ELLSWORTH: Your Honor, that data is certainly something that we are looking for all the time. It is part of the reporting obligations for a manufacturer to be aware of any data that's becoming available through any means.

We have a 1-800 number on our website. There's a 1-800 number on the labeling. I think your honor's question though gets that concern I heard in some of the earlier questioning about who would have standing if these plaintiffs don't have standing. And one of the things I want to note is that drug manufacturers are very frequently subject to tort litigation, product liability suit, failure to warn suits, deceptive advertising suits, when someone is claiming harm from a pharmaceutical manufacturer's product.

What is so, I think, revolutionary, really, about the arguments here, both on standing and the merits, are the way that they attempt by individuals who do not use this product, do not prescribe this product, and have a conscience right not to treat anyone who has taken this product. Those individuals want to prevent anyone else from using it in line with FDA's considered scientific judgment.

ALITO: Does your company -- just one more point, along the same -- sort of along the same lines. Does your company think that what the FDA has done preempts state laws that prohibit the dispensation of mifepristone within their borders?

ELLSWORTH: We have not taken a position on that issue, and it has not been teed up in this case.

ALITO: Well, what is your company's position on it? You haven't even thought about it? One of your competitors made that argument, right?

ELLSWORTH: That's right. There are some lawsuits that have been brought by the generic company that do make that argument, and I think that is for later courts to sort out. Our position in this case has been that this is about FDA's scientific judgments reached in 2016 and 2021.

ALITO: So, you don't want to answer that question?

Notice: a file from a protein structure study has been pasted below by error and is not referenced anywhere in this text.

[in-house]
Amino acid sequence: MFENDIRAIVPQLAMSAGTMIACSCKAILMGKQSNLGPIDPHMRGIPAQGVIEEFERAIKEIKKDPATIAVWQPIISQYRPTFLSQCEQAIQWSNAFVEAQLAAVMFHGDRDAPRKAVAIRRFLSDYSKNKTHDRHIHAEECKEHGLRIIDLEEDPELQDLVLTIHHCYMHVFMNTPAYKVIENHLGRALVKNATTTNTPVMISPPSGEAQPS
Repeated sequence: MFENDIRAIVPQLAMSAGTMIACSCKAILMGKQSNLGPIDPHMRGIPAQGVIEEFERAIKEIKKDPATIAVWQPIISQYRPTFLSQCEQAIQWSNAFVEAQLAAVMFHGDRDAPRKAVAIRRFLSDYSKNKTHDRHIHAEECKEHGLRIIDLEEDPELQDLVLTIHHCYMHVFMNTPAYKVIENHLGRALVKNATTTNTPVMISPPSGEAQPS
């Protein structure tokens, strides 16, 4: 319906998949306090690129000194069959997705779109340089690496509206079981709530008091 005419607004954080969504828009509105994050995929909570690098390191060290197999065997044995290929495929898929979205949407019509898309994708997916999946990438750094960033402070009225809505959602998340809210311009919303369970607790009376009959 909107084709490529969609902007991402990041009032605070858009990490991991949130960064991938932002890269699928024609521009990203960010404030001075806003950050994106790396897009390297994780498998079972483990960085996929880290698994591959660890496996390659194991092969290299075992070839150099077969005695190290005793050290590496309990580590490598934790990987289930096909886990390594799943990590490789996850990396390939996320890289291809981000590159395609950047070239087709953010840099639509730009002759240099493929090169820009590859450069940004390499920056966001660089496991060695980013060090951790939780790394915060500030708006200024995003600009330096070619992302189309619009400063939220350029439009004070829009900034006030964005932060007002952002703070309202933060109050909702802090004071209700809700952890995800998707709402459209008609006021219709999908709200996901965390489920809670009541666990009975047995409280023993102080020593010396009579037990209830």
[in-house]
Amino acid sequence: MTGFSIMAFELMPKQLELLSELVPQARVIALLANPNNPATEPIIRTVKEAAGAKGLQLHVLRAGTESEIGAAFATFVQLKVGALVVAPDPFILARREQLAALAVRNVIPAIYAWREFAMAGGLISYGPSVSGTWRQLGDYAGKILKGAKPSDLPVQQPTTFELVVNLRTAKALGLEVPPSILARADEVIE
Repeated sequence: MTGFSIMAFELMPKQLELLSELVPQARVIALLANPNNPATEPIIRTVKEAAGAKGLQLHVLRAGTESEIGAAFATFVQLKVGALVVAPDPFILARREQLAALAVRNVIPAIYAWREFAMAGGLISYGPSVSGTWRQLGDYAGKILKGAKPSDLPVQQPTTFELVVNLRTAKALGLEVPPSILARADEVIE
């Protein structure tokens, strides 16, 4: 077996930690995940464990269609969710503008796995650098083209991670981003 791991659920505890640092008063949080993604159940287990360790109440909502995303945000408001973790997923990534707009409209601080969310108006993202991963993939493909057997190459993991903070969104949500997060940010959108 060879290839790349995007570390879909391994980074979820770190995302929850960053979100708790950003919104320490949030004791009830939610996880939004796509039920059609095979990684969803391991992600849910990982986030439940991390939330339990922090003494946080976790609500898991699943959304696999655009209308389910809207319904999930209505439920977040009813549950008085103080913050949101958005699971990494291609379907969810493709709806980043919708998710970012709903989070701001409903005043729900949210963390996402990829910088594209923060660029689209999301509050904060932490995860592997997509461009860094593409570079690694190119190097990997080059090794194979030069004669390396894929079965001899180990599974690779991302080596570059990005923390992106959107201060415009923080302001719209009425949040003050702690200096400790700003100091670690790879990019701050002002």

ELLSWORTH: I don't think we have a position that's on that that I'm prepared to say today.

KAGAN: Could you go back to Justice Alito's questions about adverse event reporting, and you said you were subject, your product, to higher standards and now, were being brought down to the sort of regular? Could you talk about that a little bit? What are the normal standards for adverse event reporting, as you understand them? Why are they there? What, instead, were you subject to in the past?

ELLSWORTH: May I answer the question? Justice Kagan, what changed was not Danco's adverse event reporting responsibility. Danco's adverse event reporting responsibility has been the same throughout this period.

What changed was that from 2000 until 2016, prescribers were obligated to report adverse events to Danco, and then Danco then had its separate reporting obligation to FDA.

So, what -- in 2016, the realm --

JIM ACOSTA, CNN ANCHOR: As the Supreme Court is hearing a case that could radically affect access to the medication pill -- medication abortion in the United States. I want to talk about this with our panel. We've been listening in to all of this. I'm joined now by our CNN Medical Correspondent Meg Tirrell, CNN Chief Legal Analyst Laura Coates, CNN Legal Analyst and Former Federal Prosecutor Elliot Williams, and professor at George Washington University Law School, Sonia Suter. Guys, thank you very much -- ladies and gentlemen, thank you for being with us.